S-SQL reference manual

This is the reference manual for the S-SQL component of the postmodern library.

S-SQL provides a lispy syntax for SQL queries, and knows how to convert various lisp types to their textual SQL representation. It takes care to do as much of the work as possible at compile-time, so that at runtime a string concatenation is all that is needed to produce the final SQL query.


  1. Interface
  2. SQL Types
  3. SQL Syntax
  4. Symbol-index


macro sql (form)
→ string

Convert the given form (a list starting with a keyword) to an SQL query string at compile time, according to the rules described here.

function sql-compile (form)
→ string

This is the run-time variant of the sql macro. It converts the given list to an SQL query, with the same rules except that symbols in this list do not have to be quoted to be interpreted as identifiers.

function sql-template (form)

In cases where you do need to build the query at run time, yet you do not want to re-compile it all the time, this function can be used to compile it once and store the result. It takes an S-SQL form, which may contain $$ placeholder symbols, and returns a function that takes one argument for every $$. When called, this returned function produces an SQL string in which the placeholders have been replaced by the values of the arguments.

macro enable-s-sql-syntax (&optional (char #\Q))

Modifies the current readtable to add a #Q syntax that is read as (sql ...). The character to use can be overridden by passing an argument.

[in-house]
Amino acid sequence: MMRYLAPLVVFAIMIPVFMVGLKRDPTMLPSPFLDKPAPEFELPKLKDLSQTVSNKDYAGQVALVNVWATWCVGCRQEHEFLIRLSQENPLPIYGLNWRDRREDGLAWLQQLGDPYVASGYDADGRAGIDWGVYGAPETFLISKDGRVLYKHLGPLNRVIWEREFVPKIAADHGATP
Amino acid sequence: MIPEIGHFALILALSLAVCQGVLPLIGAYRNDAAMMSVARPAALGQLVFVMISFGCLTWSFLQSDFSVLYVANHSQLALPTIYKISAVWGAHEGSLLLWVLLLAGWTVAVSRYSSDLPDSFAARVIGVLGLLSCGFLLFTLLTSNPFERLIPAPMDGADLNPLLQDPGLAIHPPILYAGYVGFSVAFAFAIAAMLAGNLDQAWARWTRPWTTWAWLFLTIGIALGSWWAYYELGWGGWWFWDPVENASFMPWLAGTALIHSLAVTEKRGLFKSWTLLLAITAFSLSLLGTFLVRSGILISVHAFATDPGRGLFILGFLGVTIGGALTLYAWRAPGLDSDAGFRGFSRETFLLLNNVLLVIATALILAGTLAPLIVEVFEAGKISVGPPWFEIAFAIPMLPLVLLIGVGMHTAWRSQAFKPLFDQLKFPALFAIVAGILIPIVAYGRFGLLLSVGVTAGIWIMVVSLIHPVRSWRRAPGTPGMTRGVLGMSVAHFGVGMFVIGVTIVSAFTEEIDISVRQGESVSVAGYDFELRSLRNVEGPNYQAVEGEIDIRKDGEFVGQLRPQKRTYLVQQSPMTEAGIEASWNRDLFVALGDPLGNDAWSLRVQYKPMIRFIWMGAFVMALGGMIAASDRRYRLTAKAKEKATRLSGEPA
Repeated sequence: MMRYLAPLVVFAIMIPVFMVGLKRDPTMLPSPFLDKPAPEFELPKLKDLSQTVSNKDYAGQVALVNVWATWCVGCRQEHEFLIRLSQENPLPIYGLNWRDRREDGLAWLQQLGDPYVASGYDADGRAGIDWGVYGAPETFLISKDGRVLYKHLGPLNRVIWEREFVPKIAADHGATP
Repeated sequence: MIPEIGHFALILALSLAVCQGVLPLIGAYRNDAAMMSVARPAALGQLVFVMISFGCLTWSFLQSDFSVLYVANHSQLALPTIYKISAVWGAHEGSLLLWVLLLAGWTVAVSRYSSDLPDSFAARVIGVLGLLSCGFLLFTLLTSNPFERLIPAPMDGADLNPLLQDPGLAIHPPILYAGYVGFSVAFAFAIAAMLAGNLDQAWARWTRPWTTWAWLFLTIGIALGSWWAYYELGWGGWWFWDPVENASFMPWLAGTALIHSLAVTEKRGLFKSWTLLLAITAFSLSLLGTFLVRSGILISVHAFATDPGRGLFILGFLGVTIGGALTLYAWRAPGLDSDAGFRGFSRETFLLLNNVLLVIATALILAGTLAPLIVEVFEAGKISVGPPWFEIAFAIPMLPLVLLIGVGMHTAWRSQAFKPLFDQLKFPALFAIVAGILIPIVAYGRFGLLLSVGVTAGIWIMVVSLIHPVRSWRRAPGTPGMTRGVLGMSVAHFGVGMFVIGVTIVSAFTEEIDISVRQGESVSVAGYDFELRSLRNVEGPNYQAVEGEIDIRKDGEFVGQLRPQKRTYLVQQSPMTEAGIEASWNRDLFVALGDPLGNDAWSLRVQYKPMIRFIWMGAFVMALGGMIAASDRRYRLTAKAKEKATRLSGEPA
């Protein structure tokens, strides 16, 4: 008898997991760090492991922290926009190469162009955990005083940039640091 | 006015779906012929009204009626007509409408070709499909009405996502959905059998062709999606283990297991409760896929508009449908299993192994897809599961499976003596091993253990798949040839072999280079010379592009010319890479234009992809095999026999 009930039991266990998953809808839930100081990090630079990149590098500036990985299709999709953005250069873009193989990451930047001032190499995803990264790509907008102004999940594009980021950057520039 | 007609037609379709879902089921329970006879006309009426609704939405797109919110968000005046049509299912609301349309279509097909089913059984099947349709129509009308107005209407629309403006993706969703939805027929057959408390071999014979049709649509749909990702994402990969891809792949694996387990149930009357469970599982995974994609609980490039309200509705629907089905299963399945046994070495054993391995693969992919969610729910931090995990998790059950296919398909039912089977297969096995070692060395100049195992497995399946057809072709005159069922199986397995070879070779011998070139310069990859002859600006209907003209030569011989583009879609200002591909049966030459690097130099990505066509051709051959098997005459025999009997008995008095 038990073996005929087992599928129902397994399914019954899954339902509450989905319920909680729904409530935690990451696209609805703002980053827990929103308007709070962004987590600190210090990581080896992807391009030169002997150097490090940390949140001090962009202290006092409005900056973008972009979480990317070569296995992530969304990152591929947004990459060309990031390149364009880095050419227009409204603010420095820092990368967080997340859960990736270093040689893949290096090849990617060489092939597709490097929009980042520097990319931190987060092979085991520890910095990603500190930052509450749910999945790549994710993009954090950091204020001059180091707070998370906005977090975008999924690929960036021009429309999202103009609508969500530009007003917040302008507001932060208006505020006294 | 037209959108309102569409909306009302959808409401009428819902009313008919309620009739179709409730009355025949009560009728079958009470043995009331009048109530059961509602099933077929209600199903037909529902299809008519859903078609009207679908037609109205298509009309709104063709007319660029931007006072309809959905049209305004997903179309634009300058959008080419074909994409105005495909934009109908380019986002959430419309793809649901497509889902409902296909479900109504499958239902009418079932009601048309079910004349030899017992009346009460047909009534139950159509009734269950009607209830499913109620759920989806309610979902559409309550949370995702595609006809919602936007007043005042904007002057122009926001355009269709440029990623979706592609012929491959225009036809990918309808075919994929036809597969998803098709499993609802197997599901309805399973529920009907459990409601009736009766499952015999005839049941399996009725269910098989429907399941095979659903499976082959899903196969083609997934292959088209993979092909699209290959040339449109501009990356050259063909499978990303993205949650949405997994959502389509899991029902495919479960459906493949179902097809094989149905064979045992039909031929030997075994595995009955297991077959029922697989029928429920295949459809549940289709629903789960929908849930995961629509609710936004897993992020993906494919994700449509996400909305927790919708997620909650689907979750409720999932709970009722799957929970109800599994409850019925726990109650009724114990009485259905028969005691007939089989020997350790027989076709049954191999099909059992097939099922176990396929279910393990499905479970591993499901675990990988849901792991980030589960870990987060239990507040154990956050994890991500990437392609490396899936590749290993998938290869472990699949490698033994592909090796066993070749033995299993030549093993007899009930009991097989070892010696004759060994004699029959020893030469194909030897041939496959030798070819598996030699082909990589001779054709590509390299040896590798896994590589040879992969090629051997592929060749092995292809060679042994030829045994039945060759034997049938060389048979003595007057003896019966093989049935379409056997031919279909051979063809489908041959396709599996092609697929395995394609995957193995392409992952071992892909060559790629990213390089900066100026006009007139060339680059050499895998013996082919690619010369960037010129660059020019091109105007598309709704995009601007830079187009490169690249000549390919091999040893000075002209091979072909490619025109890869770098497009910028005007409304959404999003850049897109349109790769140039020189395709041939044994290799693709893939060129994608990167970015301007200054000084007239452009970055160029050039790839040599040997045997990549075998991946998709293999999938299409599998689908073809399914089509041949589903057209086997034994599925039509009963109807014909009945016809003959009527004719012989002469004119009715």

function sql-escape-string (string)
→ string

Escapes a string for inclusion in a PostgreSQL query.

method sql-escape (value)
→ string

A generalisation of sql-escape-string. Looks at the type of the value passed, and properly writes it out it for inclusion in an SQL query. Symbols will be converted to SQL names.

variable *standard-sql-strings*

Used to configure whether S-SQL will use standard SQL strings (just replace #\' with ''), or backslash-style escaping. Setting this to NIL is always safe, but when the server is configured to allow standard strings (compile-time parameter 'standard_conforming_strings' is 'on', which will become the default in future versions of PostgreSQL), the noise in queries can be reduced by setting this to T.

variable *escape-sql-names-p*

Determines whether double quotes are added around column, table, and function names in queries. May be T, in which case every name is escaped, NIL, in which case none is, or :auto, which causes only reserved words to be escaped.. The default value is :auto. Be careful when binding this with let and such ― since a lot of SQL compilation tends to happen at compile-time, the result might not be what you expect.

function sql-type-name (type)
→ string

Create the SQL equivalent of the given Lisp type, if one is known. See types.

function to-sql-name (name &optional (escape-p *escape-sql-names-p*))
→ string

Convert a symbol or string to a name that can be used as an SQL identifier by converting all non-alphanumeric characters to underscores. Also lowercases the name to make queries look a bit less hideous. When a second argument is given, this overrides the current value of *escape-sql-names-p*.

function from-sql-name (string)
→ keyword

Convert a string that represents an SQL identifier to a keyword by uppercasing it and converting the underscores to dashes.

macro register-sql-operators (arity &rest names)

Define simple SQL operators. Arity is one of :unary (like 'not'), :unary-postfix (the operator comes after the operand), :n-ary (like '+': the operator falls away when there is only one operand), :2+-ary (like '=', which is meaningless for one operand), or :n-or-unary (like '-', where the operator is kept in the unary case). After the arity may follow any number of operators, either just a keyword, in which case the downcased symbol name is used as the SQL operator, or a two-element list containing a keyword and a name string.